The pacing is fast and sharp. Not a lot happens in Little Busters’ first outing, but almost none of the 24 minute runtime feels wasted on lingering shots or unnecessary dialogue. The initial scenes are attention-grabbing and expertly used to the episode’s advantage, successfully capturing the interest of even someone like me who went into the show fully expecting to hate it. Music aside, JC Staff’s production on this title is quite admirable and unusually high quality by their standards. The voice acting and aforementioned direction are great, while the art and animation remain above average at all times (believe me, that’s high praise for something by JC Staff).

In spite of some shaky moments – the final scene unfortunately makes it look like the next installment might head into some familiar and awful territory – this first episode managed to impress me. Not enough to heap praise upon it or forgive Key for 2002’s Kanon anime, but certainly enough for me to recommend their latest foray into the medium of animation. Maybe I’m going crazy. Maybe my expectations were just so low that anything would have exceeded them. Maybe Key fans will hate this series as much as I hated Air. Or maybe, just maybe, Little Busters! really is as good as I’ve heard.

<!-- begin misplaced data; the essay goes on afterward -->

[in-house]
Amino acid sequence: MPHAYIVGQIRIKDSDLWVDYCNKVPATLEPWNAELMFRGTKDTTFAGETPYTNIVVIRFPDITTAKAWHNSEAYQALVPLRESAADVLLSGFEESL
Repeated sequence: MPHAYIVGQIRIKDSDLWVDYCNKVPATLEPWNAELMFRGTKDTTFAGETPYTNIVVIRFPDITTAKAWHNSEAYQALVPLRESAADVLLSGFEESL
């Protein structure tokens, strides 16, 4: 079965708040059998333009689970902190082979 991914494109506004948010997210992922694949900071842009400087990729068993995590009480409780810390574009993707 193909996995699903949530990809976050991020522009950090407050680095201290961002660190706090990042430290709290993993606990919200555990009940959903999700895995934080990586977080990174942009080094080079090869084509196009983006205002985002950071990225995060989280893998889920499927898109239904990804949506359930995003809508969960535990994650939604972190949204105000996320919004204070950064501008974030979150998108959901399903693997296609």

Only time will tell. 8/10 – Foggle

Medaka Box Abnormal

Balls of steel.

I didn’t think it was possible, but somehow Medaka Box has managed to become worse over time. While the first season was a bad comedy with an occasional actually humorous joke lifted from other, better anime, season two is a bad action show with almost no jokes in it. Unless I missed something, it takes roughly nine minutes of the 23 minute runtime for the first bit even resembling humor to pop up, and by that point I had almost fallen asleep. Medaka Box Abnormal is dreadfully boring even by generic shounen action standards, and too devoid of laughs to even be considered a parody like the first season ostensibly was.

This episode opens with some exposition explaining why Medaka is so good at everything she does. Then there’s some more exposition setting up the central conflict that will likely be present for the rest of the season. This drones on for an eternity, to the point where episode one is almost halfway over by the time anything actually happens. And what actually happens? The hero gets her ass kicked by an incredibly annoying loli character who speaks in random strings of numbers because why not? This “gag” wears out its welcome 15 seconds in, so of course it persists throughout the next ten minutes, delivering a grand total of zero laughs overall.